Currently there is no wealth tax in Germany. It should be noted that real estate transfer tax is levied if real estate properties or a major part of corporations holding real estate are transferred. Tax rates range from 3.5% to 6.5%, depending on in which federal state the property is located.
5. Tax compliance requirements on sale of real estate
Profits from the sale of real estate property is generally taxable for foreigners. Since the sale of all real estate properties in Germany must be handled by a notary public who must report the sale to the tax authorities, it is wise to declare any profits from such sales to the tax authorities.
Collaboration with Other GGI Members
We collaborate with many GGI members abroad, on many clients. Examples are the determination of profits in case of permanent establishments or private individuals, identifying which country has the right to tax which income in case of cross-border operations, the treatment of foreign entities in another country (such as trusts or US LLCs), expatriates, or selfdisclosure of so-far-undisclosed income in order to avoid tax fraud.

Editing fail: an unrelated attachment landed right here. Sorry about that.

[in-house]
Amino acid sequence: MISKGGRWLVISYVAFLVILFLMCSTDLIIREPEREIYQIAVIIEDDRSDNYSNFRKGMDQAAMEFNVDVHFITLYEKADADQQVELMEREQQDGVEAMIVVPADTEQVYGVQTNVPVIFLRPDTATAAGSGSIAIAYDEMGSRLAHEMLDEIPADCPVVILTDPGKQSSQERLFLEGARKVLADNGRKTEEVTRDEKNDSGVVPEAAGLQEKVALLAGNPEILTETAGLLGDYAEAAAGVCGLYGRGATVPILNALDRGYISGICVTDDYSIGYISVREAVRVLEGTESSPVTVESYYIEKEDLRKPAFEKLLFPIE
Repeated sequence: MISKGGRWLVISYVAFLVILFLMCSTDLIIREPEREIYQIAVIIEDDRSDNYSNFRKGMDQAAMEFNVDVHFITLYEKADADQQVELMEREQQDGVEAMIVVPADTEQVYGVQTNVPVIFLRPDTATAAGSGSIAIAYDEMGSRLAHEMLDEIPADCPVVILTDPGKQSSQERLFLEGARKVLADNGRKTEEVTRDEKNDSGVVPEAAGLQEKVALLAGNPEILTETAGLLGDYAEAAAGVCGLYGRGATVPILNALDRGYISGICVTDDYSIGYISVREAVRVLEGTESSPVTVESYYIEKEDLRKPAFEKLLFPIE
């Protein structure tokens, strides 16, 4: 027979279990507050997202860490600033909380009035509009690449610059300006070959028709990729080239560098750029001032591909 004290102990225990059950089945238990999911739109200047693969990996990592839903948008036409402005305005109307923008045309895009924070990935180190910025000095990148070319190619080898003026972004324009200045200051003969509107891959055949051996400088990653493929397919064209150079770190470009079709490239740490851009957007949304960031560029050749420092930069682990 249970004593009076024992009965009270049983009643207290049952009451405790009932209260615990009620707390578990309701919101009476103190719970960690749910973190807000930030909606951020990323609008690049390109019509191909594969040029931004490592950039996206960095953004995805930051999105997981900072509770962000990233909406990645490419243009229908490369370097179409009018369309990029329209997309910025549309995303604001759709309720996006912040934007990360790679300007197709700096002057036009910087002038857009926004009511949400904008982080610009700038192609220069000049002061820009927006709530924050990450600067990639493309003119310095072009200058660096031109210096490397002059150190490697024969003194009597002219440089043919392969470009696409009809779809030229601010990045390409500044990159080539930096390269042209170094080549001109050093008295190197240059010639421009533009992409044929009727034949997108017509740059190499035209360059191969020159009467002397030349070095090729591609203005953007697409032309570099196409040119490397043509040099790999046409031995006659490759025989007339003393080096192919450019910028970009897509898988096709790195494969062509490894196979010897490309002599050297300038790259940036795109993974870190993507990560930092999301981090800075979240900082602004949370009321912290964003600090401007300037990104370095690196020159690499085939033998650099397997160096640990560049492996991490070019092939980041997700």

Future Developments, Outlook, and Summary
German tax law changes every year. Major changes expected soon are the part abolishment of solidarity surcharge, the implementation of the EU-DAC 6 directive (tax planning models must be reported) in national law, and a reform of the Real Estate Tax Act.
Oliver BiernatGGI member firm
Benefitax GmbH Steuerberatungsgesellschaft Wirtschaftsprüfungsgesellschaft
Advisory, Auditing & Accounting, Corporate Finance, Fiduciary & Estate Planning, Tax
Frankfurt am Main, Germany
T: +49 69 256 227 60
Benefitax GmbH Steuerberatungsgesellschaft Wirtschaftsprüfungsgesellschaft is a tax consultancy and public auditing company located in Frankfurt, which is widely recognised as the financial centre of Germany. Benefitax predominantly serves German entities of foreign multinational groups, mid-sized German companies with cross-border activities, and wealthy private individuals.
Oliver Biernat is the Founder and Managing Partner of Benefitax. He is a German chartered accountant, certified tax advisor, and specialist advisor for international taxation, with more than 20 years of experience. Since 2008, he has chaired GGI’s International Taxation Practice Group (ITPG), increasing its size to more than 570 experts from 90 countries in the process.
Published: Working Together to Optimise International Tax Compliance, No. 2, Spring 2020 l Photo: Igor - stock.adobe.com